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Anterolateral approach with tibial tubercle osteotomy versus standard medial approach for primary total knee arthroplasty: does it matter?

Hirschmann MT, Hoffmann M, Krause R, Jenabzadeh RA, Arnold MP, Friederich NF - BMC Musculoskelet Disord (2010)

Bottom Line: Patients treated with a lateral approach were significantly more stable in terms of valgus stress (p = 0.049).The TubOT led to slightly better functional results and less pain two years after primary TKA.It is however not clear if the improved outcome can outweigh the longer operation time and higher risk of early complications and revisions.

View Article: PubMed Central - HTML - PubMed

Affiliation: Department of Orthopaedic Surgery and Traumatology, Kantonsspital Bruderholz, CH-4101 Bruderholz, Switzerland. Michael.Hirschmann@ksbh.ch

ABSTRACT

Background: The purpose of this prospective consecutive multicenter study was to investigate whether the type of surgical approach (medial parapatellar (MPA) or lateral parapatellar with tibial tubercle osteotomy (TubOT)) influences the early clinical and radiological outcomes of primary total knee arthroplasty (TKA).

Methods: Ligament balancing primary TKA with a rotating platform was performed in 143 knees (m:w = 1:1.6; mean age 69 +/- 8 years). The TKA was done by a lateral parapatellar subvastus approach with stepcut osteotomy of the tibial tubercle (53%; n = 76, group A) or medial parapatellar approach (47%; n = 67, group B). The outcome was assessed at 1 and 2 years postoperatively by the American Knee Society score (KSS) and the knee society total knee arthroplasty roentgenographic evaluation and scoring system (TKA-RESS). The patient's pain level and satisfaction was noted by a visual analogue scale (VAS). Data were analyzed by an independent statistician with a level of significance of p < 0.05. The Wilcoxon two sample test (two-sided) was used to investigate differences of patients between group A and B pre- and postoperatively. The paired t-test was used to evaluate differences over course of time within each group. For comparison of radiological alignment a Chi(2)-test was performed.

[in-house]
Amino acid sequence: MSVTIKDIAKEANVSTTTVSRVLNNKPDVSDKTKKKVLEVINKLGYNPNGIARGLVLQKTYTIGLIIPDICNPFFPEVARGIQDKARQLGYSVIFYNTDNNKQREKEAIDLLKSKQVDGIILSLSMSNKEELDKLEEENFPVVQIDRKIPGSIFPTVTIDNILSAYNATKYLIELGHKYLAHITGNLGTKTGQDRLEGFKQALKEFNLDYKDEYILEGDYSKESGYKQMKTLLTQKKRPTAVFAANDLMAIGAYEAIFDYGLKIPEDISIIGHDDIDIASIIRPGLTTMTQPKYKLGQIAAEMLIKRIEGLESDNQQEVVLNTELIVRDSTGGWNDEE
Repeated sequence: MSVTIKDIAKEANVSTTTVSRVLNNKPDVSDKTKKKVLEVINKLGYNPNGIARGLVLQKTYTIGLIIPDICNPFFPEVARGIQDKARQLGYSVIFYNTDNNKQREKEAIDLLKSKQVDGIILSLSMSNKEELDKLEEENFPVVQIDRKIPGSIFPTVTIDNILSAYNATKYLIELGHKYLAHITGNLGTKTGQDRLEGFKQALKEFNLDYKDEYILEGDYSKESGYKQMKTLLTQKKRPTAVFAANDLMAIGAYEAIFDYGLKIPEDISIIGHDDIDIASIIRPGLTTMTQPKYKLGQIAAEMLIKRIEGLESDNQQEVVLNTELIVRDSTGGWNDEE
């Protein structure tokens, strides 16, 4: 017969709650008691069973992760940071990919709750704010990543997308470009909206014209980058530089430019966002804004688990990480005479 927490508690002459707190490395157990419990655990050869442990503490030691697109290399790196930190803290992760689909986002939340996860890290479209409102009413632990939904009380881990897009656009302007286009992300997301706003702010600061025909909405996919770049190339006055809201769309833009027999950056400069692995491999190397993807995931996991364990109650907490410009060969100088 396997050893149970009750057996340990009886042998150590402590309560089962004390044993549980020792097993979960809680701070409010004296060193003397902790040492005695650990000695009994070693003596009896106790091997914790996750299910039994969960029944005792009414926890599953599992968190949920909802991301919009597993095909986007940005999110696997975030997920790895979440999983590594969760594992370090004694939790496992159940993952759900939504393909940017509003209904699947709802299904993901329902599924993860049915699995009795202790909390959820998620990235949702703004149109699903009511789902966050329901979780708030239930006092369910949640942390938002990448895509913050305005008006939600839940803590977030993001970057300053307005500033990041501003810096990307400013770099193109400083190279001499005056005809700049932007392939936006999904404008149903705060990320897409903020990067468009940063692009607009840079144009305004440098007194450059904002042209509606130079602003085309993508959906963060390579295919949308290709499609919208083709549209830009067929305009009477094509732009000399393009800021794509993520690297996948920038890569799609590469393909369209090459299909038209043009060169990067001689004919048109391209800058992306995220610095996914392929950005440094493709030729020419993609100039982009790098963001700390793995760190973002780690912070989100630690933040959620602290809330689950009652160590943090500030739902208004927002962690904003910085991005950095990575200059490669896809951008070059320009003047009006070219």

Results: Although having a lower degree of preoperative flexion (112 degrees +/- 15 degrees versus 115 degrees +/- 15 degrees) patients in group A showed a significantly (p = 0.027) higher degree of flexion (118 degrees +/- 10 degrees) at their last follow-up than patients in group B (114 degrees +/- 10 degrees). Patients in group A showed a significantly better mean VAS pain (p = 0.0001) and satisfaction (p = 0.0058) at 2 years follow-up. The pain free walking distance was significantly (p = 0.036) longer for group A than group B. Patients treated with a lateral approach were significantly more stable in terms of valgus stress (p = 0.049). The Knee society score was significantly (p = 0.0009) higher at two years follow up in group A compared to group B. The postoperative mechanical alignment and positioning of the prosthesis were not significantly different. Patients in group B presented with significantly (p = 0.0017) more tibial radiolucencies (> 2 mm) at their last follow-up than patients in group A. There was no prosthesis related revision in either group. The revision rate in group A (4%) was higher than in group B (1.5%), which was mainly due to two cases of traumatic secondary displacement of the tibial tubercle and need for refixation.